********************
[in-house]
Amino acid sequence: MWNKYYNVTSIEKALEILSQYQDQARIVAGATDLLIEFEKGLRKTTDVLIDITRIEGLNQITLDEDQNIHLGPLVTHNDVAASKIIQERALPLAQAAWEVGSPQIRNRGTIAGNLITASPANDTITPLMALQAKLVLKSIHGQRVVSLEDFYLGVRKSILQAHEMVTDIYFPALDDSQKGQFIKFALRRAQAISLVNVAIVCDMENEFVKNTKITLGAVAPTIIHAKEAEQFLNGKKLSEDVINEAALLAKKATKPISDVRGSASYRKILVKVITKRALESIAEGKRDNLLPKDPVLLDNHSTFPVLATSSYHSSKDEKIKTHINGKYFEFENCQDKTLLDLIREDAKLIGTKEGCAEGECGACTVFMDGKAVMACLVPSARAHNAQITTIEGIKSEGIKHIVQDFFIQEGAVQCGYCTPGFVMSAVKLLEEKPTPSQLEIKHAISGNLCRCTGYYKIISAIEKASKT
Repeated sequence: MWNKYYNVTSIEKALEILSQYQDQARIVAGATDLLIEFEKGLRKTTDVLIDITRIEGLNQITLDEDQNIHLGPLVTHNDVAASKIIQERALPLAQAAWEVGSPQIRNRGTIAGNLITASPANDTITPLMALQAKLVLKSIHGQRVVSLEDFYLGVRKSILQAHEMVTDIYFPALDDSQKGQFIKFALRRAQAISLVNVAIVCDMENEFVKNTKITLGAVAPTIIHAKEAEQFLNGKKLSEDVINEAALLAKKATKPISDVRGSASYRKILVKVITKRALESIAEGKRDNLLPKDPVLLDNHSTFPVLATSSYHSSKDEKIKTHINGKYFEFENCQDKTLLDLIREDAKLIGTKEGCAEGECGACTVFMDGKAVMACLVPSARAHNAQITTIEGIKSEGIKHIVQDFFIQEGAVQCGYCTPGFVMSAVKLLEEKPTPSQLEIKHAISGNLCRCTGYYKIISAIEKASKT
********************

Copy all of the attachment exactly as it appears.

[in-house]
Amino acid sequence: MWNKYYNVTSIEKALEILSQYQDQARIVAGATDLLIEFEKGLRKTTDVLIDITRIEGLNQITLDEDQNIHLGPLVTHNDVAASKIIQERALPLAQAAWEVGSPQIRNRGTIAGNLITASPANDTITPLMALQAKLVLKSIHGQRVVSLEDFYLGVRKSILQAHEMVTDIYFPALDDSQKGQFIKFALRRAQAISLVNVAIVCDMENEFVKNTKITLGAVAPTIIHAKEAEQFLNGKKLSEDVINEAALLAKKATKPISDVRGSASYRKILVKVITKRALESIAEGKRDNLLPKDPVLLDNHSTFPVLATSSYHSSKDEKIKTHINGKYFEFENCQDKTLLDLIREDAKLIGTKEGCAEGECGACTVFMDGKAVMACLVPSARAHNAQITTIEGIKSEGIKHIVQDFFIQEGAVQCGYCTPGFVMSAVKLLEEKPTPSQLEIKHAISGNLCRCTGYYKIISAIEKASKT
Repeated sequence: MWNKYYNVTSIEKALEILSQYQDQARIVAGATDLLIEFEKGLRKTTDVLIDITRIEGLNQITLDEDQNIHLGPLVTHNDVAASKIIQERALPLAQAAWEVGSPQIRNRGTIAGNLITASPANDTITPLMALQAKLVLKSIHGQRVVSLEDFYLGVRKSILQAHEMVTDIYFPALDDSQKGQFIKFALRRAQAISLVNVAIVCDMENEFVKNTKITLGAVAPTIIHAKEAEQFLNGKKLSEDVINEAALLAKKATKPISDVRGSASYRKILVKVITKRALESIAEGKRDNLLPKDPVLLDNHSTFPVLATSSYHSSKDEKIKTHINGKYFEFENCQDKTLLDLIREDAKLIGTKEGCAEGECGACTVFMDGKAVMACLVPSARAHNAQITTIEGIKSEGIKHIVQDFFIQEGAVQCGYCTPGFVMSAVKLLEEKPTPSQLEIKHAISGNLCRCTGYYKIISAIEKASKT